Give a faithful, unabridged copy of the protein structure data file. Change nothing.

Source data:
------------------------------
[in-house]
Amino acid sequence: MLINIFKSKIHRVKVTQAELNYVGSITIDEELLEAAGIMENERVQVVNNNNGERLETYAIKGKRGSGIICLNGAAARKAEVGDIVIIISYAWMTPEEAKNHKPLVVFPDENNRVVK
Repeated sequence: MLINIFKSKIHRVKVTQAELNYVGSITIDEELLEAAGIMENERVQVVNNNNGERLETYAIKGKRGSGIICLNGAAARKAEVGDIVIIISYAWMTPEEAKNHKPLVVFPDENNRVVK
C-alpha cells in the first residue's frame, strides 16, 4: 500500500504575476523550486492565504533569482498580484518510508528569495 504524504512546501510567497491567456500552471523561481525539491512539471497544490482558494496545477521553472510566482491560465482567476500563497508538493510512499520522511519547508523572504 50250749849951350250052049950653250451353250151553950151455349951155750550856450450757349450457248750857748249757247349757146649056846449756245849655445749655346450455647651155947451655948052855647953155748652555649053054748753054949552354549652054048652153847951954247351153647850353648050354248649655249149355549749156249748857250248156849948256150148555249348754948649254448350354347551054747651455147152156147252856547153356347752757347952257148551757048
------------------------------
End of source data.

[in-house]
Amino acid sequence: MLINIFKSKIHRVKVTQAELNYVGSITIDEELLEAAGIMENERVQVVNNNNGERLETYAIKGKRGSGIICLNGAAARKAEVGDIVIIISYAWMTPEEAKNHKPLVVFPDENNRVVK
Repeated sequence: MLINIFKSKIHRVKVTQAELNYVGSITIDEELLEAAGIMENERVQVVNNNNGERLETYAIKGKRGSGIICLNGAAARKAEVGDIVIIISYAWMTPEEAKNHKPLVVFPDENNRVVK
C-alpha cells in the first residue's frame, strides 16, 4: 500500500504575476523550486492565504533569482498580484518510508528569495 504524504512546501510567497491567456500552471523561481525539491512539471497544490482558494496545477521553472510566482491560465482567476500563497508538493510512499520522511519547508523572504 50250749849951350250052049950653250451353250151553950151455349951155750550856450450757349450457248750857748249757247349757146649056846449756245849655445749655346450455647651155947451655948052855647953155748652555649053054748753054949552354549652054048652153847951954247351153647850353648050354248649655249149355549749156249748857250248156849948256150148555249348754948649254448350354347551054747651455147152156147252856547153356347752757347952257148551757048